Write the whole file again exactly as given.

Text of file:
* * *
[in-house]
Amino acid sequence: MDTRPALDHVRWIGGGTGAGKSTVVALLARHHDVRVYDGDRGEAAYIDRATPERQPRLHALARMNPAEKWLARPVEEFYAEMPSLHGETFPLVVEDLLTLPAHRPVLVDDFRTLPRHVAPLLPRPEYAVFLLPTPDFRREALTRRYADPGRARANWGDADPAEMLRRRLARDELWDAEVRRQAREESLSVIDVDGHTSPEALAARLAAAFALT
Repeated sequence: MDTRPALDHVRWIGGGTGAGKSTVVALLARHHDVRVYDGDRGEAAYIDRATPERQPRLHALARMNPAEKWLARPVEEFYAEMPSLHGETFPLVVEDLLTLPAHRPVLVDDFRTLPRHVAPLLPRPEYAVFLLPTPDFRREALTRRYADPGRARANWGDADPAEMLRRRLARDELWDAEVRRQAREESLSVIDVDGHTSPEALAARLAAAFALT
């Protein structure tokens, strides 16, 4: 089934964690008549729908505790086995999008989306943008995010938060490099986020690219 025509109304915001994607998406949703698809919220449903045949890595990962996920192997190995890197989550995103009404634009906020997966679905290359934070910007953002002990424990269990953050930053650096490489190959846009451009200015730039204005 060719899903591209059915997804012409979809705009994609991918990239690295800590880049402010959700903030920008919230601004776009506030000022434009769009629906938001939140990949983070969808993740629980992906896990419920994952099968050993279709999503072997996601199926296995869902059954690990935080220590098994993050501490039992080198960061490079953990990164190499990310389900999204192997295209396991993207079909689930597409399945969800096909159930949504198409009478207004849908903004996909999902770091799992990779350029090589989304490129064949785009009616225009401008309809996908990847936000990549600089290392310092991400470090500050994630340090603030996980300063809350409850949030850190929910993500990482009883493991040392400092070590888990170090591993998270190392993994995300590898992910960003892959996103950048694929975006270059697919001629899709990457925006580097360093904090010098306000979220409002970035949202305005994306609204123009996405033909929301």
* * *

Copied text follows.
[in-house]
Amino acid sequence: MDTRPALDHVRWIGGGTGAGKSTVVALLARHHDVRVYDGDRGEAAYIDRATPERQPRLHALARMNPAEKWLARPVEEFYAEMPSLHGETFPLVVEDLLTLPAHRPVLVDDFRTLPRHVAPLLPRPEYAVFLLPTPDFRREALTRRYADPGRARANWGDADPAEMLRRRLARDELWDAEVRRQAREESLSVIDVDGHTSPEALAARLAAAFALT
Repeated sequence: MDTRPALDHVRWIGGGTGAGKSTVVALLARHHDVRVYDGDRGEAAYIDRATPERQPRLHALARMNPAEKWLARPVEEFYAEMPSLHGETFPLVVEDLLTLPAHRPVLVDDFRTLPRHVAPLLPRPEYAVFLLPTPDFRREALTRRYADPGRARANWGDADPAEMLRRRLARDELWDAEVRRQAREESLSVIDVDGHTSPEALAARLAAAFALT
């Protein structure tokens, strides 16, 4: 089934964690008549729908505790086995999008989306943008995010938060490099986020690219 025509109304915001994607998406949703698809919220449903045949890595990962996920192997190995890197989550995103009404634009906020997966679905290359934070910007953002002990424990269990953050930053650096490489190959846009451009200015730039204005 060719899903591209059915997804012409979809705009994609991918990239690295800590880049402010959700903030920008919230601004776009506030000022434009769009629906938001939140990949983070969808993740629980992906896990419920994952099968050993279709999503072997996601199926296995869902059954690990935080220590098994993050501490039992080198960061490079953990990164190499990310389900999204192997295209396991993207079909689930597409399945969800096909159930949504198409009478207004849908903004996909999902770091799992990779350029090589989304490129064949785009009616225009401008309809996908990847936000990549600089290392310092991400470090500050994630340090603030996980300063809350409850949030850190929910993500990482009883493991040392400092070590888990170090591993998270190392993994995300590898992910960003892959996103950048694929975006270059697919001629899709990457925006580097360093904090010098306000979220409002970035949202305005994306609204123009996405033909929301």